Euphorbiaceae – Reading this post may save your life!

Despite their fairly common occurrence and the bizarre composition of their flowers, members of the Euphorbiaceae, or the Spurges & Mercuries, are often over-looked on a midday walk through campus. But no more! I will teach you some obvious characteristics making it easier for you to identify when you are out and about!

The cyathea of Euphorbia

The cyathea of Euphorbia (Image by Alastair Culham)

The most obvious feature is the curious, cup-like inflorescences. At first glance this whole structure appears to be the flower, but don’t be fooled, Euphorbiaceae have ‘false flowers’ or cyathia (singular: cyathium). The cup is formed from fused bracts and peripheral nectar glands, characteristically shaped and useful for identification in some species. Inside is a ring of male flowers each with single stamens and in the middle is a single female flower with a rather obvious fruit capsule topped with several hair-like stigmas.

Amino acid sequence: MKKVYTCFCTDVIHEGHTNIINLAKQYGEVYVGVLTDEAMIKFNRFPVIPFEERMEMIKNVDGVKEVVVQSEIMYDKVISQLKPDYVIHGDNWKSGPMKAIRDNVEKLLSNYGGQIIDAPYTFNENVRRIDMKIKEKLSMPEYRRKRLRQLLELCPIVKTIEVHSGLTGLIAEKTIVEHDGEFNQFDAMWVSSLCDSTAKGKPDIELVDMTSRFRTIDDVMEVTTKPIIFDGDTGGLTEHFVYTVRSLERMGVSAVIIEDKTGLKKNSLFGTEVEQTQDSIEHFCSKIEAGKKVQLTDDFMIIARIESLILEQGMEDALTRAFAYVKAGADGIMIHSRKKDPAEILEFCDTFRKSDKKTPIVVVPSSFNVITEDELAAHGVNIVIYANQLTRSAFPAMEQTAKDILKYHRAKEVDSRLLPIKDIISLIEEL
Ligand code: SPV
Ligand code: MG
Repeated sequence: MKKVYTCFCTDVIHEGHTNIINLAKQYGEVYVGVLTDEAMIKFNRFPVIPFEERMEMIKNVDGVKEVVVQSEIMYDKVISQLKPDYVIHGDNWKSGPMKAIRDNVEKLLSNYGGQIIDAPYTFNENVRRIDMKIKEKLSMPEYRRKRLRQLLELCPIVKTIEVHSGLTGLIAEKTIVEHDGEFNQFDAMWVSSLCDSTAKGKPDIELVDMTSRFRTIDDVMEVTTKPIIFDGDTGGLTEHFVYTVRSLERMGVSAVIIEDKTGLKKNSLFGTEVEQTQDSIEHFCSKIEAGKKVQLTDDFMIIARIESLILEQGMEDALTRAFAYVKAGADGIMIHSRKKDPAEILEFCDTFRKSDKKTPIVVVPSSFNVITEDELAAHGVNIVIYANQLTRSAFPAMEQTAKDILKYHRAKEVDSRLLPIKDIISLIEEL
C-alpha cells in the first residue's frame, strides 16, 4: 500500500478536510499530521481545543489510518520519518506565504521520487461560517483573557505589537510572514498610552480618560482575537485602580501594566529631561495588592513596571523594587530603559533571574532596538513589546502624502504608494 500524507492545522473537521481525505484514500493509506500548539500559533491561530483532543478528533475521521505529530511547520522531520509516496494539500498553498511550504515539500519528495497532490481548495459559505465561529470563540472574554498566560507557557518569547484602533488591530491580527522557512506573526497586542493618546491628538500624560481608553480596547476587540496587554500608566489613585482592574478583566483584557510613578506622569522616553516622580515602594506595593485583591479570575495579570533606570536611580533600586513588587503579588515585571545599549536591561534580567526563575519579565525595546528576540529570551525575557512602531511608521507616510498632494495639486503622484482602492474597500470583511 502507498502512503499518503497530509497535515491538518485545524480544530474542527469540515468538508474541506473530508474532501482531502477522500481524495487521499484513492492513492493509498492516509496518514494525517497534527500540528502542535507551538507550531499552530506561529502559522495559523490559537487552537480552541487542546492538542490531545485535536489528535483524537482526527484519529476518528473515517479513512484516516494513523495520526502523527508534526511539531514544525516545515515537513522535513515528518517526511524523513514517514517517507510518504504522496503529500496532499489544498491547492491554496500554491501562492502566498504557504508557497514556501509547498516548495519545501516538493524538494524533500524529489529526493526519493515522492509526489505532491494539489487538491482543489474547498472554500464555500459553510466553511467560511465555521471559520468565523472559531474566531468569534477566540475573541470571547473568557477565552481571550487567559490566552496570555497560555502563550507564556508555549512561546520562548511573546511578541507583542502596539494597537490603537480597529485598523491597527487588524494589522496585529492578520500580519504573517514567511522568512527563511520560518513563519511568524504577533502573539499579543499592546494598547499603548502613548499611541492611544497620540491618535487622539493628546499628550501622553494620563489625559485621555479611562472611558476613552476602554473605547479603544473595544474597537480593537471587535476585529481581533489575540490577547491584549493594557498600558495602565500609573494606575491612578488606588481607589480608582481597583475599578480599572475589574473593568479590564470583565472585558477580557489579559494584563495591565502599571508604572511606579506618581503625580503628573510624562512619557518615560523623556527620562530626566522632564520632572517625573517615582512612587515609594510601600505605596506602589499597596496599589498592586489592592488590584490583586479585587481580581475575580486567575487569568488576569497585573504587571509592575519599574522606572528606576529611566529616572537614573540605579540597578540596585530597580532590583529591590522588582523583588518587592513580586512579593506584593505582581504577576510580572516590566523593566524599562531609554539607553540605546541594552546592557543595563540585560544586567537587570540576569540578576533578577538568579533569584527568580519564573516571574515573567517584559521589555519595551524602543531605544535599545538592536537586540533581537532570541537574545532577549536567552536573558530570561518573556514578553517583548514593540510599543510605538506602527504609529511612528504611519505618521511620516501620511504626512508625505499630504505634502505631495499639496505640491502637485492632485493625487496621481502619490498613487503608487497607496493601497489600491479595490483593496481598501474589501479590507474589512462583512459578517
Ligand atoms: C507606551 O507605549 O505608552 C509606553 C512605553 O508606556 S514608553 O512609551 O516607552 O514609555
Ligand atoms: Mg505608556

If you are still not sure if you have a member of the Euphorbiaceae then look for simple, alternate leaves and if you’re still not convinced then snap the stem and it should release a sticky milky residue. The milky sap of many Euphorbia species have important medicinal properties which aid in the healing of skin problems, but be careful, other species will do the opposite causing nasty blistering or potentially worse things like blindness and even death.
 
 
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2 Responses to Euphorbiaceae – Reading this post may save your life!

  1. Pingback: Caper spurge- Euphorbia lathyris L. | Plants of Blakeney Point

  2. Pingback: Sea spurge- Euphorbia paralias L. | Plants of Blakeney Point

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